• While the invention has been described with reference to a preferred embodiment, it will be understood by those skilled in the art that various changes may be made and equivalents may be substituted for elements thereof without departing from the scope of the invention as defined in the accompanying claims. In particular, it will be clear to those skilled in the art that the present invention may be embodied in other specific forms, structures, arrangements, proportions, sizes, and with other elements, materials, and components, without departing from the scope of the claims. One skilled in the art will appreciate that the invention may be used with many modifications of structure, arrangement, proportions, sizes, materials, and components and otherwise, used in the practice of the invention, which are particularly adapted to specific environments and operative requirements without departing from the scope of the claims. The presently disclosed embodiments are therefore to be considered in all respects as illustrative and not restrictive, the scope of the invention being defined by the appended claims, and not limited to the foregoing description or embodiments.

Claims (14)

  1. A three-dimensional printing apparatus (10) comprising:
    an enclosure with a build chamber (26);
    a print head (32) provided in the build chamber (26), the print head (32) configured to deposit material to form an article;
    a first heating device (30) positioned proximate the print head (32), the first heating device (30) configured to heat ambient air in the build chamber (26) to a first temperature which acts as a temperature sink for cooling of the article; and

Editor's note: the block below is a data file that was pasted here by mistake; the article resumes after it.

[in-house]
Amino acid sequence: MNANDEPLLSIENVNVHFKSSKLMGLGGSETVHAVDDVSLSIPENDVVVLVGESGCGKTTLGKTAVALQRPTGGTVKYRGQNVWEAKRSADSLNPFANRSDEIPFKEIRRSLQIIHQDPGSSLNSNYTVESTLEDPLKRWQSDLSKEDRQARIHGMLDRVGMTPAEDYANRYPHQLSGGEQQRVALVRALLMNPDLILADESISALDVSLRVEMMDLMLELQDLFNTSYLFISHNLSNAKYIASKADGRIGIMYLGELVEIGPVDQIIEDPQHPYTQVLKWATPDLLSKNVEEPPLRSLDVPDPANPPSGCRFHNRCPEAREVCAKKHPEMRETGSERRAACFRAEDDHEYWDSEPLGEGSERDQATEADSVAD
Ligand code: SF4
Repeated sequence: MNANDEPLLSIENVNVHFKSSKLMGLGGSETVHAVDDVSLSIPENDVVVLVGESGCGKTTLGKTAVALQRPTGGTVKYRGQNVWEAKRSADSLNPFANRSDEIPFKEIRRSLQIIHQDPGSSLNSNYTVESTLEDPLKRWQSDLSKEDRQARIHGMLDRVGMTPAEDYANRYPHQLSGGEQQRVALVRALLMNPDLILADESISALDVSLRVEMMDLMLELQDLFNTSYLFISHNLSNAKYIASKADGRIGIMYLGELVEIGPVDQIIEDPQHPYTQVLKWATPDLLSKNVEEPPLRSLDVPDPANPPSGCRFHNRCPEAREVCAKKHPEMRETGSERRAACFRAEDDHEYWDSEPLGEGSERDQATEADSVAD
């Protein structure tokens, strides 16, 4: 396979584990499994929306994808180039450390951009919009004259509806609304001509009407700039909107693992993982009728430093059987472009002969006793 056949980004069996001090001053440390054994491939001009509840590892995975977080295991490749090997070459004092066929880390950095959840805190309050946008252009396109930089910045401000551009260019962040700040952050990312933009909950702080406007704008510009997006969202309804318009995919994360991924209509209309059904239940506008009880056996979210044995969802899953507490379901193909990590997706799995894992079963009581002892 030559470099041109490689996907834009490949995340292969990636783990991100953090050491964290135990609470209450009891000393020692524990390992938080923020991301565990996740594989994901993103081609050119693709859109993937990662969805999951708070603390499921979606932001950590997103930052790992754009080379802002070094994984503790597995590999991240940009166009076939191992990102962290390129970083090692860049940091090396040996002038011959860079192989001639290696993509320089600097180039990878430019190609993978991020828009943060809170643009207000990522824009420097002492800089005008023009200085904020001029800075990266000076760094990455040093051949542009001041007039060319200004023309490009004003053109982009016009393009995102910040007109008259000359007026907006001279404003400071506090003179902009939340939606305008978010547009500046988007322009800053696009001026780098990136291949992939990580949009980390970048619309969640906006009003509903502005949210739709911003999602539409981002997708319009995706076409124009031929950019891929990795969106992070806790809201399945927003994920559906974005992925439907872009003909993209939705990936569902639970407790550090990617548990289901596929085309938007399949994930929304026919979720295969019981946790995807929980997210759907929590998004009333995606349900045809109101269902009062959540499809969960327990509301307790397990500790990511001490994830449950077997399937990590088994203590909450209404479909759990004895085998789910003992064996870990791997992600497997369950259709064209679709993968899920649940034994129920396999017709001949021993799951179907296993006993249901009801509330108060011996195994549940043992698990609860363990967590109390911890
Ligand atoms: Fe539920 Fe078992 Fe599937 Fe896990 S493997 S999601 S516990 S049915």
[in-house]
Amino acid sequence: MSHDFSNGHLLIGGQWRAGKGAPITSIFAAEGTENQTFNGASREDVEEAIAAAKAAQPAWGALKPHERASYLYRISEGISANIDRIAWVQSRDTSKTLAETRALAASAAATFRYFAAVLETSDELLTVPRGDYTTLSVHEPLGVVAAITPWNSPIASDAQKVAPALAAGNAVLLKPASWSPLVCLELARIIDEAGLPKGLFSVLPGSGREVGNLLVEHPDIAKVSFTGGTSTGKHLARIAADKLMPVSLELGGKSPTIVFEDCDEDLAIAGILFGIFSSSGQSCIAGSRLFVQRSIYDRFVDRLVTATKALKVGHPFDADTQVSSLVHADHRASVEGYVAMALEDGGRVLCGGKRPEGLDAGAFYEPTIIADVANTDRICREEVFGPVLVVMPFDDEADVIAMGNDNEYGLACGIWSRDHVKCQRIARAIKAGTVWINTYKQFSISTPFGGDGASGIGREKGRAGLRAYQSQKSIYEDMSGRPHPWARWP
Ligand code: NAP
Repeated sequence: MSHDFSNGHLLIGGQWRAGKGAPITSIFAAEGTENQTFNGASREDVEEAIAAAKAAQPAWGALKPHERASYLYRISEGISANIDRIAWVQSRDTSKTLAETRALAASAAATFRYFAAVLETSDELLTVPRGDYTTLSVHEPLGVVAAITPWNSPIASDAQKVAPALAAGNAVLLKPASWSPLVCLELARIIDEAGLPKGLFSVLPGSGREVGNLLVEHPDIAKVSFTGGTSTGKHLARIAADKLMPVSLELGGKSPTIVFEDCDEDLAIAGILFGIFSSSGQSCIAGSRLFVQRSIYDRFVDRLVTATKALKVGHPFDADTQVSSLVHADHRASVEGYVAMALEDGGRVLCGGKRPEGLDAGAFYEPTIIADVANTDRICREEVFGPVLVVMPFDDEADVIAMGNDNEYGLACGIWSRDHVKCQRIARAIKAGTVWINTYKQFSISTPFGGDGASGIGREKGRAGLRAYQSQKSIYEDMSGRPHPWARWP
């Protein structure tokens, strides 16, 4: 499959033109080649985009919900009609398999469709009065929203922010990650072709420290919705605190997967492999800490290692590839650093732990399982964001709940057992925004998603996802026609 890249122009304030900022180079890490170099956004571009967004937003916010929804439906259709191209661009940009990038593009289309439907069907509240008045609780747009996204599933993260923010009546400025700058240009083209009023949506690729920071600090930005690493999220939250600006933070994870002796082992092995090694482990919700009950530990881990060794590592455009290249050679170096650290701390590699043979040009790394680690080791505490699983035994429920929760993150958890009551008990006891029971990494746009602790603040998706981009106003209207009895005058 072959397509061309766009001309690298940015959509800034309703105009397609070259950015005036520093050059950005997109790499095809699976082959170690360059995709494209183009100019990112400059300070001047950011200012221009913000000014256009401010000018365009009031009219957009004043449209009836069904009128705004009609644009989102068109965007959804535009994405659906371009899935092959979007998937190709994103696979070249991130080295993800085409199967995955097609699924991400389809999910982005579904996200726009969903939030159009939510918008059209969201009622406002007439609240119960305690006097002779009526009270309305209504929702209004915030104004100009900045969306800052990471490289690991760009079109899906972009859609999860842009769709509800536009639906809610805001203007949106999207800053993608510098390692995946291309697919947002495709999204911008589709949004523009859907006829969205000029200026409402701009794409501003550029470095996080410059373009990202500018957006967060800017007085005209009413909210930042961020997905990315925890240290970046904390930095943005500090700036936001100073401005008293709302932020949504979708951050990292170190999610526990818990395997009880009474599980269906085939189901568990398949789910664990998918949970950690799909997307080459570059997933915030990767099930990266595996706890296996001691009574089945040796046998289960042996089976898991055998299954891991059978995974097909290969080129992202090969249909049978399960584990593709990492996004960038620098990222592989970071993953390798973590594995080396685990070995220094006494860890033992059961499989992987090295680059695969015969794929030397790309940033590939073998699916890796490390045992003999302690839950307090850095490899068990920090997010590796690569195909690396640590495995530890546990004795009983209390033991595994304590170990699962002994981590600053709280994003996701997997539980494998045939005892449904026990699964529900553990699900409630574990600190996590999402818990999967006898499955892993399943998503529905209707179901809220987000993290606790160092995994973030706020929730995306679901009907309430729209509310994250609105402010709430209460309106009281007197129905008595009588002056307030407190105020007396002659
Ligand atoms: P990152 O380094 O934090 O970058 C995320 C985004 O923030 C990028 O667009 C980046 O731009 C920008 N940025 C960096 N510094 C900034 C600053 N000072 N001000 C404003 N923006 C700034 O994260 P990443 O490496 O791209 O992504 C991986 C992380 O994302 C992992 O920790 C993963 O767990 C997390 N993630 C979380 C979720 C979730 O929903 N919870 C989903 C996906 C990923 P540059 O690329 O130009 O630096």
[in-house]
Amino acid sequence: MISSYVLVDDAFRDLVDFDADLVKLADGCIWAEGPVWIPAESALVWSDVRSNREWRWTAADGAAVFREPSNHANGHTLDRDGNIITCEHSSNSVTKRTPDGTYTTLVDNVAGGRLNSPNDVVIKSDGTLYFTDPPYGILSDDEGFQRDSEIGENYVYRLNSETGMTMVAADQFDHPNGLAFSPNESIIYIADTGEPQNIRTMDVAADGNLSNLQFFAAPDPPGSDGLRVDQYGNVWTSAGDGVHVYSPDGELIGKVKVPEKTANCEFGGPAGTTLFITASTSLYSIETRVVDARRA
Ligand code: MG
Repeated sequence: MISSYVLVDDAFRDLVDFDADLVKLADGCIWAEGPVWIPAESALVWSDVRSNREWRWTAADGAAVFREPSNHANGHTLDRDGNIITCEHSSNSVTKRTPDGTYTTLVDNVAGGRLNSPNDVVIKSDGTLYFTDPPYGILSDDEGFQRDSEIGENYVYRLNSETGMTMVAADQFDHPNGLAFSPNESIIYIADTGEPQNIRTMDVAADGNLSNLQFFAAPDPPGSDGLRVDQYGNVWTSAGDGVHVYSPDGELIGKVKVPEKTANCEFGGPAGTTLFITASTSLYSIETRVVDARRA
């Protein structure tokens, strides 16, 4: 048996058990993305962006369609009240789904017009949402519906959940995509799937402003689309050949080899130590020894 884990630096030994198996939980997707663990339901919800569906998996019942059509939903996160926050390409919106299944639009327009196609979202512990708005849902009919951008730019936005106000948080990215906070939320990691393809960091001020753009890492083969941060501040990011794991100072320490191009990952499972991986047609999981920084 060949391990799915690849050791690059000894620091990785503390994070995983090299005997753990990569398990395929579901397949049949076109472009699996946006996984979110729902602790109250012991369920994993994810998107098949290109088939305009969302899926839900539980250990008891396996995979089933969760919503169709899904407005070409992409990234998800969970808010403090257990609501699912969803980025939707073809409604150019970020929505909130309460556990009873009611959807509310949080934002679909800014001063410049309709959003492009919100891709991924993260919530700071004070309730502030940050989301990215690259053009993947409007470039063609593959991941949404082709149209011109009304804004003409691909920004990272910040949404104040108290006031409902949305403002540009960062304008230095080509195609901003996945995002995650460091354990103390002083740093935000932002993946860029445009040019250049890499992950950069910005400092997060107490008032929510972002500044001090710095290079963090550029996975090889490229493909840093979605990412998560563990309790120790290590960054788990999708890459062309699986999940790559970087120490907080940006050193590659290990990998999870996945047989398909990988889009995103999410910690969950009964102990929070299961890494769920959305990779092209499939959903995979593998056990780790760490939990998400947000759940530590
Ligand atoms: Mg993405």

a heated build plate (34) positioned in the build chamber (26), the heated build plate (34) having a second heating device (40) which is configured to heat a surface of the heated build plate (34) on which the article is fabricated, the second heating device (40) is configured to heat the top surface (36) of the heated build plate (34) to a second temperature which is higher than the first temperature.
  2. The apparatus (10) as recited in claim 1, wherein a controller (60) is provided to control the first and second temperatures to minimize warping and thermal stress of the article.
  3. The apparatus (10) as recited in claim 1 or 2, wherein a third device (50) is provided to supply energy to a bond site in which the material extruded from the print head (32) is deposited on a previously deposited layer of the article, wherein the energy facilitates the bonding of the material to the previously deposited layer.
  4. The apparatus (10) as recited in claim 3, wherein the third device (50) is selected from the group consisting of a hot air pencil, a laser, a focused inferred source, a localized microwave source, or a localized RF energy source.
  5. The apparatus (10) as recited in claim 1 or 2, wherein a fourth device (52) is provided to supply energy to heat only a previously deposited top layer of the article deposited on the heated build plate (34), wherein the energy facilitates the bonding of the material to the previously deposited top layer.